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Why Shell Catalysts & Technologies is emphasizing more and cleaner energy

Energy transformations must address the need to limit CO2 and other greenhouse gas emissions.

By Shell Catalysts & Technologies on Oct 12, 2020

Industrialised human activity has afforded generations of global citizens unprecedented mobility and interconnectedness. These benefits will only become more entrenched as next-generation innovations in energy take place.

These energy transformations must address the need to limit CO2 and other greenhouse gas (GHG) emissions. Effectively limiting GHG emissions aligns with the mission set out by the Paris Agreement to keep the rise in global average temperature this century to below 1.5° Celsius above pre-industrial levels, a mission that Shell Catalysts & Technologies fully supports.

What’s more, by 2050 the global population is expected to reach nearly 10 billion, and the resultant energy requirement is estimated to increase by 30–50%.1 2 To meet the 1.5° Celsius goal of the Paris Agreement, CO2 emissions need to be reduced by around half, from 32 gigatonnes (Gt) to 18.4 Gt. Shell Catalysts & Technologies is uniquely positioned to drive innovations in energy production while at the same time helping society work towards achieving the goals set out by the Paris Agreement.

What more and cleaner energy means to Shell Catalysts & Technologies

In order to sustain population growth and support rising living standards globally, energy producers will be required to significantly increase creation of clean energy. Consider the alternatives:

  • If clean energy production is emphasized over its application or infrastructure capabilities, people’s energy needs will go unmet.
  • If energy quantities are prioritised without efforts to regulate and reduce emissions, the Paris Agreement warming targets will likely not be achieved.

Thus, both more and cleaner energy solutions are required. A driving force behind Shell Catalysts & Technologies’ research and development initiatives is to minimise the negative impacts of energy production on the environment and to create a sustainable energy future for all people.

Clean energy emits little to no greenhouse gases, is less harmful to people and the environment and can take many forms. Renewable energy is derived from sources that are naturally replenished, as opposed to sources of limited supply, such as fossil fuels. Energy from wind, hydro, solar, geothermal and bioenergy sources are considered to be renewable.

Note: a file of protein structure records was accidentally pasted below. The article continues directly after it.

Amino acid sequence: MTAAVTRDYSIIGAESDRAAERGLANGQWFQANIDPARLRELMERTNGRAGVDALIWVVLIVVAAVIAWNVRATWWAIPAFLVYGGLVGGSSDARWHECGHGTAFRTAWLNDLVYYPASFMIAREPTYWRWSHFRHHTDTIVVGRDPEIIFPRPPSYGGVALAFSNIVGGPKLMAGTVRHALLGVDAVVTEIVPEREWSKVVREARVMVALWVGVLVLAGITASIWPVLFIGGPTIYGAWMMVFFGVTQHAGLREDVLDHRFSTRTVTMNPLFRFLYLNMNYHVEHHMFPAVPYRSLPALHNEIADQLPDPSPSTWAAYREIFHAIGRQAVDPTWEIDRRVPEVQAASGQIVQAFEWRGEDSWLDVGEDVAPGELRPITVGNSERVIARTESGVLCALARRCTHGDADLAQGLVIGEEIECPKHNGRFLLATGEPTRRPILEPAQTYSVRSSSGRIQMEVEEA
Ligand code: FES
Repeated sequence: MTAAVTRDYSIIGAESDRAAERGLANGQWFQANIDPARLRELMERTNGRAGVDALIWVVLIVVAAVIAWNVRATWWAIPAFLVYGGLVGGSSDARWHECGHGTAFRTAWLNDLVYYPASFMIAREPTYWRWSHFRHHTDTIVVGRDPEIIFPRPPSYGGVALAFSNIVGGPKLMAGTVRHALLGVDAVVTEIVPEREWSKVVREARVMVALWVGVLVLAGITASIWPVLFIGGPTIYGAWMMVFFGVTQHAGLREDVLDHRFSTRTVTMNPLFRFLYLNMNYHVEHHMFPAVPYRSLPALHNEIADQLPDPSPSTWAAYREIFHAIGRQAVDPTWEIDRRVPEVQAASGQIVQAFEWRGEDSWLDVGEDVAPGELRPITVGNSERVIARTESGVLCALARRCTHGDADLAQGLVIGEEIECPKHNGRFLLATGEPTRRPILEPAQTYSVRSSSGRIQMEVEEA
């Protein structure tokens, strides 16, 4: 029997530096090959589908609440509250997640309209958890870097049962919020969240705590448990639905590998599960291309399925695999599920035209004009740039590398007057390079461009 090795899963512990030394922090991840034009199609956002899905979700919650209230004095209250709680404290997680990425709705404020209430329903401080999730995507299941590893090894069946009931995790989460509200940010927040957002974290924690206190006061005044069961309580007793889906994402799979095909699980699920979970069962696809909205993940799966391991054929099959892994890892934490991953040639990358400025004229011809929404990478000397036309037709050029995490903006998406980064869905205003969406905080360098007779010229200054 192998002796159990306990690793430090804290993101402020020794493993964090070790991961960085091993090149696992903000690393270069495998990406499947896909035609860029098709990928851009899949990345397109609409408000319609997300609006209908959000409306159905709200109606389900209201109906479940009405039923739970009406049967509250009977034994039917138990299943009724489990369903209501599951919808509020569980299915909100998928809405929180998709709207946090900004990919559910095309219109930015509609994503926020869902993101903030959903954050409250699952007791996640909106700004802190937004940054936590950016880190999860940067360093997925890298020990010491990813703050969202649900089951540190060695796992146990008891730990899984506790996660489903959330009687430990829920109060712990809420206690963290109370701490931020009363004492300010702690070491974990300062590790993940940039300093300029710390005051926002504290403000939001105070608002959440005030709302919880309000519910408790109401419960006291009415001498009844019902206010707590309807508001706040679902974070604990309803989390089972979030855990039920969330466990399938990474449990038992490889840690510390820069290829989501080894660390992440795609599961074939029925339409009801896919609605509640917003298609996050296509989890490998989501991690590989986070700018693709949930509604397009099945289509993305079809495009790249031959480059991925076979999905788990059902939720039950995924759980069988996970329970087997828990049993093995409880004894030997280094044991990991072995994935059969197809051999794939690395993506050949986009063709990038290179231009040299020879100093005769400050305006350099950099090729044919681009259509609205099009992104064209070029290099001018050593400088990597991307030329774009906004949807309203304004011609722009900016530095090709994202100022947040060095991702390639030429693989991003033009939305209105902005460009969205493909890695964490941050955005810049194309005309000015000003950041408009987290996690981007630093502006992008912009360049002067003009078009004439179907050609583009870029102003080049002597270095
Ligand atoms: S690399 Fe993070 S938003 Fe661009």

As societies prioritise decarbonisation and move their energy systems towards clean energy, non-renewable energy production will also have to be optimised to reduce sulphur and nitrogen oxide emissions below specified limits to reduce environmental impact.

To satisfy future demand, efficient energy production from both renewable and non-renewable energy sources is critical. Energy efficiency improvements are intended to reduce “the amount of energy needed to provide the same or improved level of service to the consumer,” the U.S. Environmental Protection Agency states.3

For energy production from non-renewable sources in particular, the reduction of air pollution is a primary benefit of improving efficiency. For example, electricity generation is a key contributor to the release of air pollutants and GHG emissions into the atmosphere. By improving the efficiency of electricity generation, the resultant pollution from energy output is effectively decreased.4

How Shell Catalysts & Technologies is uniquely positioned to lead

Shell produces about 1.5% of the world’s energy, and sells about 3% of the total energy consumed. As such, more and cleaner energy innovations that are made by Shell Catalysts & Technologies and applied to Shell operations have the potential to directly impact the global energy system. These technologies and services are available to third-party customers as well. Having a direct impact on current and future energy production is a motivating factor behind the investments that Shell Catalysts & Technologies has made to develop more and cleaner energy solutions.